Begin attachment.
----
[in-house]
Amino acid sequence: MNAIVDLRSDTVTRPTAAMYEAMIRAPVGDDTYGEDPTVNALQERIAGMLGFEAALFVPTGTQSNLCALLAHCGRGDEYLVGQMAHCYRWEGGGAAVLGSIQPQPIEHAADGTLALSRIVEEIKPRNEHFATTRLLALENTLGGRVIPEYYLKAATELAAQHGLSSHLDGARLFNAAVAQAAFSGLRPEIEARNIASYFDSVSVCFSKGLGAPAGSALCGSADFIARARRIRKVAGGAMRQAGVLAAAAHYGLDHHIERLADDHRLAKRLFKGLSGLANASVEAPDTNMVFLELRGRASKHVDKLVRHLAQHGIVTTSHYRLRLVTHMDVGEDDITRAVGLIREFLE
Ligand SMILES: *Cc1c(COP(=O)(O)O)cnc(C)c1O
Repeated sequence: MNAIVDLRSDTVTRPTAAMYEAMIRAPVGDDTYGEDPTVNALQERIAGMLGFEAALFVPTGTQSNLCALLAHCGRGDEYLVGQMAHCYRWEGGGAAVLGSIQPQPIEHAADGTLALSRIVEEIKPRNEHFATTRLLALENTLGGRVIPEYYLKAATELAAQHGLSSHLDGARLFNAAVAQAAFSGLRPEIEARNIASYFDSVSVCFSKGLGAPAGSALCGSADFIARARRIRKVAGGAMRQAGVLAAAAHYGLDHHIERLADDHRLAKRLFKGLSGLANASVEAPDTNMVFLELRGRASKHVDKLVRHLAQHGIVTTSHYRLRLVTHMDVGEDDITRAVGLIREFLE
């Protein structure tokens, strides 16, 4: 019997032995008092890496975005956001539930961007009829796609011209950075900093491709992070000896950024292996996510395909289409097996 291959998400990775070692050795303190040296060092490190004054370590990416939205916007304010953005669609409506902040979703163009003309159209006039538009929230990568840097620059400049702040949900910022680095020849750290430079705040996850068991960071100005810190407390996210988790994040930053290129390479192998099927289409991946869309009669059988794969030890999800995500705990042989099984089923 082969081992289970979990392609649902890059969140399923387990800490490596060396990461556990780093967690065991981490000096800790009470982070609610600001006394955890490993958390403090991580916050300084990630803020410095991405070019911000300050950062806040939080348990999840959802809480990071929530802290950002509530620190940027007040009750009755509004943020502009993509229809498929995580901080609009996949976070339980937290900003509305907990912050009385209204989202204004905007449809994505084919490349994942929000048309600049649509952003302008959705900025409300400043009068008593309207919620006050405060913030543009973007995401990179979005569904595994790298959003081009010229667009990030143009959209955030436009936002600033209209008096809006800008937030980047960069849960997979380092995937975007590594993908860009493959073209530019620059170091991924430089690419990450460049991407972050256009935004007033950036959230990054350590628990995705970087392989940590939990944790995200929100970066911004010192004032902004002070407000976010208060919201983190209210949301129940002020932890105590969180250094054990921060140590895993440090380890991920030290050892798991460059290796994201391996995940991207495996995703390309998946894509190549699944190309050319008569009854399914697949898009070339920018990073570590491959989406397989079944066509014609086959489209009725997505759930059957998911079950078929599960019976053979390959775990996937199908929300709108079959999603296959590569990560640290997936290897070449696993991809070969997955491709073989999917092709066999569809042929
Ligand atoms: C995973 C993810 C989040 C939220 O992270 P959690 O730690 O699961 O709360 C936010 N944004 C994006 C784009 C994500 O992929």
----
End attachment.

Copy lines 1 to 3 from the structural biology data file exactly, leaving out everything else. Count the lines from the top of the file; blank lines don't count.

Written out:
[in-house]
Amino acid sequence: MNAIVDLRSDTVTRPTAAMYEAMIRAPVGDDTYGEDPTVNALQERIAGMLGFEAALFVPTGTQSNLCALLAHCGRGDEYLVGQMAHCYRWEGGGAAVLGSIQPQPIEHAADGTLALSRIVEEIKPRNEHFATTRLLALENTLGGRVIPEYYLKAATELAAQHGLSSHLDGARLFNAAVAQAAFSGLRPEIEARNIASYFDSVSVCFSKGLGAPAGSALCGSADFIARARRIRKVAGGAMRQAGVLAAAAHYGLDHHIERLADDHRLAKRLFKGLSGLANASVEAPDTNMVFLELRGRASKHVDKLVRHLAQHGIVTTSHYRLRLVTHMDVGEDDITRAVGLIREFLE
Ligand SMILES: *Cc1c(COP(=O)(O)O)cnc(C)c1O